Monday, February 3, 2014

(Optional) Memorial of Saint Blaise, bishop and martyr

(II Samuel 15:13-14.30.16:5-13; Mark 5:1-20)

A priest from Latin America was about to say his first mass in the U.S. on February 2.  He expected to see a crowd in church as the Presentation of the Lord is a popular feast day in his country.  But he was disappointed when only a few people arrived for mass.  In his homily he criticized Americans for being so lax in their faith.  The next day, February 3, he was assigned the mass at the same hour as the day before.  This time, however, the church had a crowd which made the priest feel that his preaching was effective.  Entering the sacristy after mass, he learned that the numbers had nothing to do with his homily.  The sacristan presented him with a set of candles and told him to bless the throats of the people.  The priest, who had never heard of the tradition of blessing throats on St. Blaise day, received a lesson on American Catholic culture. 

In the order of holy things the Presentation of the Lord -- when we meditate on Jesus as the light of the world -- deserves much greater attention than the blessing of throats.  During the Eucharist of the Presentation we encounter the Lord in his resurrected glory so that we might say with Simeon, “Lord, now you can let your servant go in peace.”  We mean, of course, that we are prepared to die because we know that Jesus will give us his eternal care. 

On the other hand, the blessing of throats, which might be done with the same effect on any day of the year, is a sacramental.  It is meant to remind us of Jesus’ action in the world to save us from sin.  It still is beneficial to have our throats blessed, but it is far better to attend mass and receive the body and blood of Christ.

Friday, January 31, 2014

Memorial of Saint John Bosco, priest

(II Samuel 11:1-4a.5-10a.13-17; Mark 4:26-34)

Although it sounds incredible, modern scholars debate the existence of King David.  Of course, his person is well attested in the Bible, but extra-biblical historical evidence that he lived and ruled is questionable.  The best extra-biblical record of his existence is an inscription found on a piece of rock discovered a number of years ago in a northern city of ancient Israel.  The inscription, which can be dated to one hundred and fifty years after the traditional dates of David’s reign, mentions his dynasty, the “House of David.”  Perhaps a better case for David’s existence can be made from the very realistic experience of his life given in the first reading today.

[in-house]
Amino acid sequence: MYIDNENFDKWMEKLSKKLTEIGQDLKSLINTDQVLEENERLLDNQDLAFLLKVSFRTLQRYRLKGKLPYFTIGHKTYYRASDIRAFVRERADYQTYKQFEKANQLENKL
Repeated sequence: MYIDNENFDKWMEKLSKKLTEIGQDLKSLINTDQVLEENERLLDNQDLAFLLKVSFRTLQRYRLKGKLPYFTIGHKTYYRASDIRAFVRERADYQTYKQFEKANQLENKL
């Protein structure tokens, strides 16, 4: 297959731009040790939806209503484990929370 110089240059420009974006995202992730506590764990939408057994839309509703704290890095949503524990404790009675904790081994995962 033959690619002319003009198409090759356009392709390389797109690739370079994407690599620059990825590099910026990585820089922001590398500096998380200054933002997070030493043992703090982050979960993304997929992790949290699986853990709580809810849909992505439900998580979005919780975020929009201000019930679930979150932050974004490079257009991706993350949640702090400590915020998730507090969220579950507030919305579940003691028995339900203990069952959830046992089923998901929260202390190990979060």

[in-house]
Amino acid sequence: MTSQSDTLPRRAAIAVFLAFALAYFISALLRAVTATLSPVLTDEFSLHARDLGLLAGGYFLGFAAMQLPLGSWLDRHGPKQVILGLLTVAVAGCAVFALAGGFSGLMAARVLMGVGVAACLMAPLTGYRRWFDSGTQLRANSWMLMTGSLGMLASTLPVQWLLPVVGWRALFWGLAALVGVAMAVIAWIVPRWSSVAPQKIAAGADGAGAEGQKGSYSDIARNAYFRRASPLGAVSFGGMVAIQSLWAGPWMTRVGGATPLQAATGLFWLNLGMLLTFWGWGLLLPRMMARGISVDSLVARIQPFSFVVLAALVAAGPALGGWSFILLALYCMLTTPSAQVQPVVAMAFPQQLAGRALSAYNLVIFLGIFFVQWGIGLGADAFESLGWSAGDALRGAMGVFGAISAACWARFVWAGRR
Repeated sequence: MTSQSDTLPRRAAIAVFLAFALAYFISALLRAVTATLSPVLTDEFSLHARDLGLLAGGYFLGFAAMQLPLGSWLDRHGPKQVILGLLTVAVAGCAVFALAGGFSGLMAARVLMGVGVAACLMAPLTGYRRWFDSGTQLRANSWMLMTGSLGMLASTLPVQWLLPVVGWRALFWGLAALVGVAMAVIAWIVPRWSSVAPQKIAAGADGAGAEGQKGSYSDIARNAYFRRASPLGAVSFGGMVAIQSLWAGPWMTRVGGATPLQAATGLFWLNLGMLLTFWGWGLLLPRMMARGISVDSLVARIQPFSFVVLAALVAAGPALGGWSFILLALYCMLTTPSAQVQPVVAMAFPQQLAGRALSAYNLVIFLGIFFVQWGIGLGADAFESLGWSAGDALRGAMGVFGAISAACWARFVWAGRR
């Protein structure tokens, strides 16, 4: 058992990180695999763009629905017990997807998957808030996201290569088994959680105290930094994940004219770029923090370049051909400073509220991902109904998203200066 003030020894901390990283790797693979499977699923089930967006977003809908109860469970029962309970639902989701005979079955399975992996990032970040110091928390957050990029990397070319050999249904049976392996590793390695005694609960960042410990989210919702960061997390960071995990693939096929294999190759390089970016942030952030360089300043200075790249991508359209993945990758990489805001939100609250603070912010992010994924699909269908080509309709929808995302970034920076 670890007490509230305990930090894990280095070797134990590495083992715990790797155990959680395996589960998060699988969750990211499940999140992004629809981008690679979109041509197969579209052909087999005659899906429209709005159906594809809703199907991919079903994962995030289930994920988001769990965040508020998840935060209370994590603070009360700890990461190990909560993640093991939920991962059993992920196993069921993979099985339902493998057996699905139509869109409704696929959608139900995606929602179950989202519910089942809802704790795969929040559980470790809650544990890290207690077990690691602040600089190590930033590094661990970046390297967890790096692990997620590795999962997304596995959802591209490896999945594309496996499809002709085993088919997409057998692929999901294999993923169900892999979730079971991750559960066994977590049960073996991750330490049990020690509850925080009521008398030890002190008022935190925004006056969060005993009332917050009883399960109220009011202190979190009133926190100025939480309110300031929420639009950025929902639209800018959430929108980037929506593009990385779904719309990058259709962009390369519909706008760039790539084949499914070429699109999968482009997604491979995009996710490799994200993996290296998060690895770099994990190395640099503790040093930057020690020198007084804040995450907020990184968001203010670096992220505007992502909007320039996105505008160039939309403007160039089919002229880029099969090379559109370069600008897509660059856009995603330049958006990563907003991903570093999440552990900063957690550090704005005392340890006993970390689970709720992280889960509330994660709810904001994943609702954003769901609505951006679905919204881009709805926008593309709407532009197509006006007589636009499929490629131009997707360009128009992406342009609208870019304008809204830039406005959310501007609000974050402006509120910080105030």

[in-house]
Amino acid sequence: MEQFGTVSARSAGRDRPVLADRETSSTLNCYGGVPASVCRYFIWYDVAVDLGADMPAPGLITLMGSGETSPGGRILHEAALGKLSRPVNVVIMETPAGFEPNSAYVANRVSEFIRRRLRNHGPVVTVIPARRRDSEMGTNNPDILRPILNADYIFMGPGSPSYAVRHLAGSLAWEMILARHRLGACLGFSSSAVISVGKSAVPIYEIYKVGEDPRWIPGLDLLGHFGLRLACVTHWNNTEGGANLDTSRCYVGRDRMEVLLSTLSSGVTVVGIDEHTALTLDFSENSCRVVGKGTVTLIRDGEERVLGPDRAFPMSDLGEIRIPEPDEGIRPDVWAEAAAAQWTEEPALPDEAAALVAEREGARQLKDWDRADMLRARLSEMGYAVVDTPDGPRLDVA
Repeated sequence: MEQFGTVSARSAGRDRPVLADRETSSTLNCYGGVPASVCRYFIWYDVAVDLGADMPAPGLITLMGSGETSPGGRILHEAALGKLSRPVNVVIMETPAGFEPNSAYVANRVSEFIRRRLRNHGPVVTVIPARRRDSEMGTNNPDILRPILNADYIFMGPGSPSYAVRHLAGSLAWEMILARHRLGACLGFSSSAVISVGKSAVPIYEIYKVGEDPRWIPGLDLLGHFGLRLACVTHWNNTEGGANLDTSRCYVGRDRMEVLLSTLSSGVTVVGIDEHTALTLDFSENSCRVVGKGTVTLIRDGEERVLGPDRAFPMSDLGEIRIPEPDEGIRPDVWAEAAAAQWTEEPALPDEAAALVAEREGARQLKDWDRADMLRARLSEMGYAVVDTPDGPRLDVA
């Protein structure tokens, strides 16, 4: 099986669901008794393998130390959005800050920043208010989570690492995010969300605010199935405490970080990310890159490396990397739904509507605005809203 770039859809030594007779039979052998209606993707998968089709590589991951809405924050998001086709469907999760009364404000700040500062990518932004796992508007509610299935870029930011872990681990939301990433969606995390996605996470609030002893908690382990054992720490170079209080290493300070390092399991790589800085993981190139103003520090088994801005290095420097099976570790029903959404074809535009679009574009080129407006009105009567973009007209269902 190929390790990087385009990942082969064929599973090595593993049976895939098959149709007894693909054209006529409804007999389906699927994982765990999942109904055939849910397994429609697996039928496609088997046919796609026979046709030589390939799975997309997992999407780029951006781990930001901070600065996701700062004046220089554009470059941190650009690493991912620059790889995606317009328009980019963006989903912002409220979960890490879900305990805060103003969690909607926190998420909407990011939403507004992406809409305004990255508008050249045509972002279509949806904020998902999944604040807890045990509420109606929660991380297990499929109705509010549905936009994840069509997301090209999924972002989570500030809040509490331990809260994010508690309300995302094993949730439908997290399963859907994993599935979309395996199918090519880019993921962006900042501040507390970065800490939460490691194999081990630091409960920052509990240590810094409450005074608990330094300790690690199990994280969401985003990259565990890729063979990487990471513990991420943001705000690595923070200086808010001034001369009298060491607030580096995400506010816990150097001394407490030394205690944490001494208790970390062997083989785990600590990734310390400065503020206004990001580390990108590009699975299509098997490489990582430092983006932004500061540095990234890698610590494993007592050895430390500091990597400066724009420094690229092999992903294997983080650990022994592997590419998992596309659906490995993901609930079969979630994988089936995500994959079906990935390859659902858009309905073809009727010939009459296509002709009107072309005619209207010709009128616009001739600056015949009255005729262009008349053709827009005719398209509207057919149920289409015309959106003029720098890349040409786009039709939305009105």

Although an accomplished warrior, David does not accompany his army in the expedition against the Ammonites.  Whether or not he has grown lethargic in his elderly years, he should have been grateful to God for the victory of his troops.  Quite humanly, however, David turns his back on the Lord by sinning grievously – twice.  First, he commits adultery with the wife of one of the soldiers who was fighting his war.  Then, when he learns that the woman is pregnant, he has the soldier killed to avoid causing scandal. 

David follows the way of all flesh.  He allows his passions to control his judgment and does not flinch at committing atrocity to conceal his lustfulness.  When his sins are finally uncovered, he does show remorse, but that hardly makes up for the terrible injustice and the horrendous example.  His debt and that of all our sins will be paid by his descendent, Jesus of Nazareth.  He is the only, truly innocent human being – one who does not flinch a moment to battle evil, even to the extent of making the ultimate sacrifice so that sin no longer will compel the rest of us.

Thursday, January 30, 2014

Thursday of the Third Week in Ordinary Time

(II Samuel 7:18-19; 24-29; Mark 4:21-25)

Ethicist Michael Sandel a number of years ago published a book with the curious title The Case against Perfection.  By “perfection” Mr. Sandel does not mean the human attempt to be virtuous.  Rather, he has in mind the idolatrous quest by parents to manipulate their child’s genetic makeup so that he or she would have apparently perfect attributes.  That is, Sandel argues against the ever increasing possibility that parents may have their child’s genes bioengineered so that he or she is born with “perfect” intelligence, beauty, emotions, and the like. 

Sandel uses the idea of theologian William F. May to make his case.  He says that parenting must retain an “openness to the unbidden.”  This means that parents must not try to control everything about their offspring.  They are wise to leave genetic makeup and, as the children grow older, other aspects of their development in the hands of God or nature.  Of course, parents might have a genetic defect corrected and should promote their children’s education.  But these efforts should not turn into an arrogant quest to produce the perfect human being.